5) Jake Arrieta showed off his Cy Young stuff…
Taking on a potent Cardinals lineup Arrieta was brilliant, allowing 1 R (0 earned) on 4 H and 2 BB, striking out 6, over 6.0 IP. He did a good job of getting groundballs (7 groundball outs vs. 1 fly ball out), so after one start it would be easy to label him as “back”. Will he be as good as he was back in 2015? That’s hard to expect, though chances are his numbers will fall somewhere in between 2015 and 2016. In other words there was always going to be a lot to like (we had him ranked as the #9 starting pitcher prior to the season) and his first start helps to support that.
6) The power potential of Ryon Healy is for real…
He took Matt Shoemaker (5.0 IP, 2 ER, 4 H, 3 BB, 4 K) deep in his first AB, finishing 2-3 with 1 HR, 1 RBI and 1 R. There are questions about the middle of Oakland’s lineup, but there’s little reason to question the spots of Healy and Khris Davis. Healy launched 5 HR this spring and it wouldn’t be surprising if the he and Davis combine for 70+ HR this season.
7) Yangervis Solarte leads the Padres to victory…
The unlikely cleanup hitter, Solarte went 2-4 with 1 HR, 2 RBI and 1 R. Don’t confuse him for a superstar, because he’s not, but if he’s on the field he’s proven capable of hitting 20+ HR (he had 15 HR in 405 AB last season) and will be able to add a lot of RBI hitting in the middle of the batting order. Throw in multi-positional eligibility (he’s playing 2B this season, so he’ll soon be eligible at 2B/3B) and there’s a lot to like and reason to own him in all formats.
8) Clayton Richard, Padres ace…
The southpaw twirled 8.0 shutout innings against the Dodgers, allowing 5 H and 2 BB while striking out 5. Throw in 12 groundball outs and it was a dominant performance. Of course the Dodgers were among the worst offenses against southpaws in 2016, having slashed .214/.291/.333, so we obviously don’t want to read too much into this performance (let’s be honest, we all know Richard isn’t going to be much of an option). The bigger takeaway is, at least for now, streaming southpaws against the Dodgers appears to be a solid strategy.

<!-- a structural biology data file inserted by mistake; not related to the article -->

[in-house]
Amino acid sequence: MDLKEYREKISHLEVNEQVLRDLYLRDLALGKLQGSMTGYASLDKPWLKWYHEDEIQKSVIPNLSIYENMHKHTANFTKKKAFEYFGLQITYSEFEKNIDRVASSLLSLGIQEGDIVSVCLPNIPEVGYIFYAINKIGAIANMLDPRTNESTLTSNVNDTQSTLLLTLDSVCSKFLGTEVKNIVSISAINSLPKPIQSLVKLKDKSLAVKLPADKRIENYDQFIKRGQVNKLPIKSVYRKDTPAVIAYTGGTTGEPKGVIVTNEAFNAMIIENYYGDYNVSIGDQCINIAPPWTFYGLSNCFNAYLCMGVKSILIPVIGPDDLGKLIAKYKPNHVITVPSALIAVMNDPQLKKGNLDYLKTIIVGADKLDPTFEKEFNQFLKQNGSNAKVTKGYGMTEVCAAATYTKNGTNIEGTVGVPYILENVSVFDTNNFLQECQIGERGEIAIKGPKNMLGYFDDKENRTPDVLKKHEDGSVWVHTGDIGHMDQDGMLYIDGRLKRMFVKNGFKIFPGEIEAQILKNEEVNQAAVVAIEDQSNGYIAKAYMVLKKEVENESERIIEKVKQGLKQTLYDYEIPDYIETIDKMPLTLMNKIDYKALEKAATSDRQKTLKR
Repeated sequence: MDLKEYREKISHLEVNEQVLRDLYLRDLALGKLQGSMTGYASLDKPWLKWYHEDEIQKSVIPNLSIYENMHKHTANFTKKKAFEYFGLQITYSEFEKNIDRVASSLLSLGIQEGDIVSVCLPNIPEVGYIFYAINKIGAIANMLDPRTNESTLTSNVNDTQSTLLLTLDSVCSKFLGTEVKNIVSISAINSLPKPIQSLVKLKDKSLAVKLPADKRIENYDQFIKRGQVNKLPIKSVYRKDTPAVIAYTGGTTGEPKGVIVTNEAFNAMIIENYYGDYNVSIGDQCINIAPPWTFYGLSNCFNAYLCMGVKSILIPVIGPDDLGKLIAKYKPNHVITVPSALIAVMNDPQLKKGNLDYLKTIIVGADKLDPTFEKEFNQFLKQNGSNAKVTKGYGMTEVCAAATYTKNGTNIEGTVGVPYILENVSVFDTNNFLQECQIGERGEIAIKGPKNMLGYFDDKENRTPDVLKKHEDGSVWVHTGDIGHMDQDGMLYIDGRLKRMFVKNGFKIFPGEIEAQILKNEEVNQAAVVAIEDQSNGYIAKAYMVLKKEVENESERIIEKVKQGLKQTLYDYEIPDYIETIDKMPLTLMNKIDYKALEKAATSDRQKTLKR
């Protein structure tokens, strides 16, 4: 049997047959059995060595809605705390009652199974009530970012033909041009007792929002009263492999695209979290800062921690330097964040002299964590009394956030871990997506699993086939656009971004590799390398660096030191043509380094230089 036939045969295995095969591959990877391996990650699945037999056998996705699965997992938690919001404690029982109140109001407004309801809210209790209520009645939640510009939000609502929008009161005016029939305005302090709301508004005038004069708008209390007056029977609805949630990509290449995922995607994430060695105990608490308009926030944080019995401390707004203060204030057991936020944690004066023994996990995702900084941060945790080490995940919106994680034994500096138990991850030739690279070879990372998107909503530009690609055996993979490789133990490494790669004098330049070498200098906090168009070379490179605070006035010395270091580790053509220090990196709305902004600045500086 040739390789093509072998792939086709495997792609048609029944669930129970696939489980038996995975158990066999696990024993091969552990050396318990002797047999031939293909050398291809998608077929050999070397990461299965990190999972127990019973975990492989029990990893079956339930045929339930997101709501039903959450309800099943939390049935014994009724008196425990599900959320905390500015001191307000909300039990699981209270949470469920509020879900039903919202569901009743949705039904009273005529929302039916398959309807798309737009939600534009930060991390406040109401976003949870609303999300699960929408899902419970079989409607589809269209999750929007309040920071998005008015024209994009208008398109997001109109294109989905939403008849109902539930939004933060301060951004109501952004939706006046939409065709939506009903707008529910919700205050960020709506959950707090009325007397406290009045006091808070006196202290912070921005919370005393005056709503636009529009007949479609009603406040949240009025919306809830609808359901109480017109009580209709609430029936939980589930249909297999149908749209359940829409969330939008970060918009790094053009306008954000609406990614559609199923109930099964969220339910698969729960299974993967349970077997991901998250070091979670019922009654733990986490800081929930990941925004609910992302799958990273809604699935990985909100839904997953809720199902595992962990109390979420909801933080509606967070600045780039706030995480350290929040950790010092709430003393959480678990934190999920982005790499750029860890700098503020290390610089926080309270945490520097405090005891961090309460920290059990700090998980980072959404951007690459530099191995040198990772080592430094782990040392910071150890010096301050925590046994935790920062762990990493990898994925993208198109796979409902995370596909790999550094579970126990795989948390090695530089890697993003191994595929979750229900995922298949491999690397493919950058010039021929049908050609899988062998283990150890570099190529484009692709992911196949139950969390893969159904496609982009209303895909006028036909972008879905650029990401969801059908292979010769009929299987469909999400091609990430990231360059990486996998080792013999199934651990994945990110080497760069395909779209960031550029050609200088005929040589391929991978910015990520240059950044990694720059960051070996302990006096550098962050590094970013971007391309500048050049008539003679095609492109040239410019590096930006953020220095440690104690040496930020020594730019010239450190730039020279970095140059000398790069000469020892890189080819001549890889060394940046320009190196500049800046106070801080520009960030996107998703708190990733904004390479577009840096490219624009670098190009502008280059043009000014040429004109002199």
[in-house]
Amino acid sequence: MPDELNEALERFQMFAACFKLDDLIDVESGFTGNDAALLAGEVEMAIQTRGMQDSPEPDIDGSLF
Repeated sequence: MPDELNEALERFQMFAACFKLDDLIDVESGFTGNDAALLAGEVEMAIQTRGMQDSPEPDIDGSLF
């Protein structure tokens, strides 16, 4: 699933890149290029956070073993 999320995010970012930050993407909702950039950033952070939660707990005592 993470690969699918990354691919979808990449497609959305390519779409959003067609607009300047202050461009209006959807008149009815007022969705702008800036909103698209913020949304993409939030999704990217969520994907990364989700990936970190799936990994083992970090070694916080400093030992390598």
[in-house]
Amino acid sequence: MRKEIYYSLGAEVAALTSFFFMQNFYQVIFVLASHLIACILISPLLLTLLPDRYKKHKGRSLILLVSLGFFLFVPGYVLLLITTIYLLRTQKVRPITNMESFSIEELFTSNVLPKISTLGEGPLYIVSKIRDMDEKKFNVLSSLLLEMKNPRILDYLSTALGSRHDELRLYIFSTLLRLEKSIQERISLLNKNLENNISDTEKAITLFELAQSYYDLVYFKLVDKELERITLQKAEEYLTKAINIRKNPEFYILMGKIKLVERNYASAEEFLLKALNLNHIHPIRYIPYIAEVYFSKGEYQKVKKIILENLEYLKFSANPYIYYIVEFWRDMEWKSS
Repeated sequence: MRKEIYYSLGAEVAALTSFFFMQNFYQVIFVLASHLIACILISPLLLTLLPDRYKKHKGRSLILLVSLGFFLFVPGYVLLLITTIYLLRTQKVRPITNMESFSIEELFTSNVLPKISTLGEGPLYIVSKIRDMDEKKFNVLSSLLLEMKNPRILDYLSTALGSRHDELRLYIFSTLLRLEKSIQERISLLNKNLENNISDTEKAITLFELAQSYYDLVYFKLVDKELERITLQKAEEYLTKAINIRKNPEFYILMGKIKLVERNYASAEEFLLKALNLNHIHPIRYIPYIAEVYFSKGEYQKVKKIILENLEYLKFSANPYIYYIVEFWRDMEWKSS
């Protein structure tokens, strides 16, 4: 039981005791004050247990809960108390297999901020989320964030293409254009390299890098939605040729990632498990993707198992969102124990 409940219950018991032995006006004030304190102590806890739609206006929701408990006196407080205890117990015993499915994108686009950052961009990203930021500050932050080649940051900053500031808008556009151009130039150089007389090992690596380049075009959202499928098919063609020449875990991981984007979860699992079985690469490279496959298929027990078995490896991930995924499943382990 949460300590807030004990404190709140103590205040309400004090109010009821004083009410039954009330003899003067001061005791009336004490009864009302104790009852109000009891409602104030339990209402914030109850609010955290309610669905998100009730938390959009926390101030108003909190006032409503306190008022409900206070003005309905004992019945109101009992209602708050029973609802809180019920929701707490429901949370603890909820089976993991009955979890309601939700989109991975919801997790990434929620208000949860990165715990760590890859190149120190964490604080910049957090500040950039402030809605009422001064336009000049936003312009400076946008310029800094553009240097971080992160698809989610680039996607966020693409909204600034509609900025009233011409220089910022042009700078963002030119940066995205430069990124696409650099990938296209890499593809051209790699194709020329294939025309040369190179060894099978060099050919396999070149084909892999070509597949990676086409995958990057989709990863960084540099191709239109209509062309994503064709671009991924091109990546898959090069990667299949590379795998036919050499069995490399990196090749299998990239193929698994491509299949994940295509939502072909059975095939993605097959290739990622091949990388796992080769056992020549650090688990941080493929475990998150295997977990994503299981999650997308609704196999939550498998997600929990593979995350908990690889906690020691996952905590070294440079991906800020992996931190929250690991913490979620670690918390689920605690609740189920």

9) Gerardo Parra takes advantage of his opportunity…
Injuries allowed him to get a starting role and he took advantage, going 3-5 with 3 RBI and 1 R (he has 4 RBI over the first two games). Once David Dahl and Ian Desmond are healthy it’s going to be hard for Parra to find regular AB (though there’s always the potential for a Carlos Gonzalez trade/injury), but there’s also no question that he can hit. He’s well worth utilizing while he’s going to be getting AB.
10) It was a poor start for Zach Davies…
You could argue that he was the team’s best pitcher entering the season, but he didn’t look the part against Colorado as he allowed 6 ER on 9 H and 4 BB, striking out 1, over 4.1 IP. Obviously his control was an issue, though that wasn’t coming up through the minors and can be written off. More of a concern is an overall limited strikeout rate, and his 7 swinging strikes yesterday helps to highlight that. It’s one start, but it’s fair to be at least a little concerned.
Sources – MLB.com, ESPN, Fangraphs
Make sure to check out our 2017 Rankings:
|Starting Pitcher||#1-20 |02/27/17|